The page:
Can we do Hi-C at single-cell resolution?
Hi-C is a good tool, but its resolution is not enough to see single-cell levels. There are still many technical challenges.
But, we did recently reveal the global range of structure of the DNA.
Ah, I read about it! It was awesome.
Science means to challenge oneself
I think I should have asked you this first, but I have some basic questions for you, like “where are you from?”
I was born in Brussels, Belgium. I was fortunate that my parents gave me a good education and went to the University of Cambridge in the U.K. for my undergraduate degree. Afterwards, I went to the University of Copenhagen in Denmark to do my master’s degree and then moved here to do my Ph.D. as part of a joint Ph.D. program with the University of Copenhagen.
How long have you been in Japan now?
This is the end of my fifth year in Japan.
Just five years? What made you decide to come to Japan?
When I finished my masters, I was very interested in stochastic systems and in particular gene expression.. This was one of the themes in the Taniguchi lab at that time and right now as well, and was a perfect fit to what I wanted to do. But later on, my doctoral work led me to doing something different, so I had to make a big change to my research theme.
Through some interviews that I’ve done, I find that many researchers currently have different research topics from what they did during their doctoral thesis.
Maybe because doctoral work is a lonely place.
A lonely place?
Yes. Most of the time, you have to defend your thesis by yourself. You need to have a strong stance to do so, but there is also the realization that maybe your thoughts are wrong. Like, what you present in the thesis is not real because you started from a wrong assumption.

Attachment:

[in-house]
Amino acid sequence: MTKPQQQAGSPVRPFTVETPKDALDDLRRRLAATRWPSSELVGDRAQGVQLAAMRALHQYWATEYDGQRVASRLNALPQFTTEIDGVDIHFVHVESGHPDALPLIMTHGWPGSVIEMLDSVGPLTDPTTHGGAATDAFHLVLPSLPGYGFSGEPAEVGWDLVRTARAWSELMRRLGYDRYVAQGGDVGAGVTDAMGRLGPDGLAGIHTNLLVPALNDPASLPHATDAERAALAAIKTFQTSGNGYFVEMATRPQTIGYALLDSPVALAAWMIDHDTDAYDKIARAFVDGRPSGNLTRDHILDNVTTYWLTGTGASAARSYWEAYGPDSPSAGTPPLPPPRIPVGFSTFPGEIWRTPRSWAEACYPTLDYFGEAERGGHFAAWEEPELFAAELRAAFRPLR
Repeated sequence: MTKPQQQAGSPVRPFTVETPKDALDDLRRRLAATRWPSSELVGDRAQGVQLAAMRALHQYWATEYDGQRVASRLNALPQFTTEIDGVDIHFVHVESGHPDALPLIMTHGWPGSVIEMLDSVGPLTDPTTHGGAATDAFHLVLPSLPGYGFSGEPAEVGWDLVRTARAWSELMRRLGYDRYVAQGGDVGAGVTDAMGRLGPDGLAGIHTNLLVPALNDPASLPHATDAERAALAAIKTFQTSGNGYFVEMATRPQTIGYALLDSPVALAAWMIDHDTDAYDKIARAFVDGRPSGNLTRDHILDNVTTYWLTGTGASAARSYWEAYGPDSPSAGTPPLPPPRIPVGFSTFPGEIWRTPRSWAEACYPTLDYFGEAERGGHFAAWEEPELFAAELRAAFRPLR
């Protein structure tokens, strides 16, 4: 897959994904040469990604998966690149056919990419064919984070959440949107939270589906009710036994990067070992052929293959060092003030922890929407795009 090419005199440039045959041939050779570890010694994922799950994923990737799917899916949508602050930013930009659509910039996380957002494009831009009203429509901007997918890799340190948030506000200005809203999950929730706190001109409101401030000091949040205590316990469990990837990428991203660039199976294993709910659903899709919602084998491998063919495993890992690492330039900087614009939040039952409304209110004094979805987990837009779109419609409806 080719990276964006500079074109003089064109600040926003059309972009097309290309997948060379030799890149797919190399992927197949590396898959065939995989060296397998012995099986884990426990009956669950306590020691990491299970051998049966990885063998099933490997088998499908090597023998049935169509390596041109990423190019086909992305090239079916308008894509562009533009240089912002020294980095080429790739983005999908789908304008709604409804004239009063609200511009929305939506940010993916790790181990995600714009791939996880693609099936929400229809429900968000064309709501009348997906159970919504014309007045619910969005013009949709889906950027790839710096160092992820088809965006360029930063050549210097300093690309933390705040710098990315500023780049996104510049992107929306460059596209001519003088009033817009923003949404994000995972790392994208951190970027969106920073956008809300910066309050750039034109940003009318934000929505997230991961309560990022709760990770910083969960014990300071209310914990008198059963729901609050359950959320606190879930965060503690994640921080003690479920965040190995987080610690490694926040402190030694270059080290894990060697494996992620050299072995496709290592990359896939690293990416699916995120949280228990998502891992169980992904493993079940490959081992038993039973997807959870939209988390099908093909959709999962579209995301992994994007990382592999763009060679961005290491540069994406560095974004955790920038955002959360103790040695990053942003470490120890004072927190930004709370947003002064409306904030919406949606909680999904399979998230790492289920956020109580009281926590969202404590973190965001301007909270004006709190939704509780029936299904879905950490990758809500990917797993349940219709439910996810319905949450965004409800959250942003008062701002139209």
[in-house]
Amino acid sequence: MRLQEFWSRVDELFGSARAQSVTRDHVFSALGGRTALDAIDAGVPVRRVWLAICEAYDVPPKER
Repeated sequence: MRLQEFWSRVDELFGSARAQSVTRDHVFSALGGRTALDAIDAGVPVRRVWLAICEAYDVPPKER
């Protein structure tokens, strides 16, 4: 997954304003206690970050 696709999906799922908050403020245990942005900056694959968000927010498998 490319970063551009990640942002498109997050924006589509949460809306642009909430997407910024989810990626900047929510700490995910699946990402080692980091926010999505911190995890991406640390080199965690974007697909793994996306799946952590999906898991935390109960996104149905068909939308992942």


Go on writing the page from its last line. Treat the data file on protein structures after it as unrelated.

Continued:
You all might think that scientists are carrying out research in a very linear way. But it is not like that at all. It’s more like a spiraling path.
You start somewhere and you go in one direction, and then you realize that you’re not progressing in the right way. And you end up almost back in the same spot, but maybe a bit further. It is slow going directly from point A to point B. It is hard to accept because it feels like you are wasting time.
Oh, that sounds stressful…
Philosophy and mathematics
You seem to have quite a solid way of thinking, why?
I think it’s due to the French education system. We were required to take philosophy classes.
France has had a long tradition of philosophers directly engaged with society’s challenges and evolution, so there’s always been kind of a tight connection between the political reality of France and important philosophical development especially around the 18th century. A further reason for having such a variety of perspectives needing to coexist in France relates to huge variety of people living in it, with different backgrounds, different contexts, different religions, and even different family structures. But they needed to reach a consensus to live together.
Hmm, I see. It’s quite a different history from Japan.
True. So the French people and other European people had to develop new approaches to overcome the challenges emerging from this diversity. One result of this is the variety of traditions found within Europe. For example the strong tradition of rigorous and sophisticated theorization found in Germany, which contrasts with the more discursive and action oriented tradition found in France.
Japanese people overall are not good at either approaches…
One thing that surprised me is that there’s no class for math in the biological programs.
Really? I took it when I was a student, even though it was more than 20 years ago.
Haha. It is true, at least in recent years, as far as I know.
But Japanese people have a strong tradition of spirituality and introspection.
I agree with that. But I now see why Japan is currently struggling to secure enough people for data science and bioinformatics in the life science area.
I think Japan’s educational system needs to generalize theoretical courses, including philosophy and mathematics, so that these reasoning tools can be leveraged by any researcher
Thank you so much. I didn’t expect to talk about many other topics besides science. I enjoyed our talk today.
I thought he was a bit older than he actually is since he has quite a concrete opinion about whatever we talked about. But as I found out in the interview, he is quite young. It must be because of the differences in the educational system. This interview made me reflect about what we need to do for the upcoming younger generation.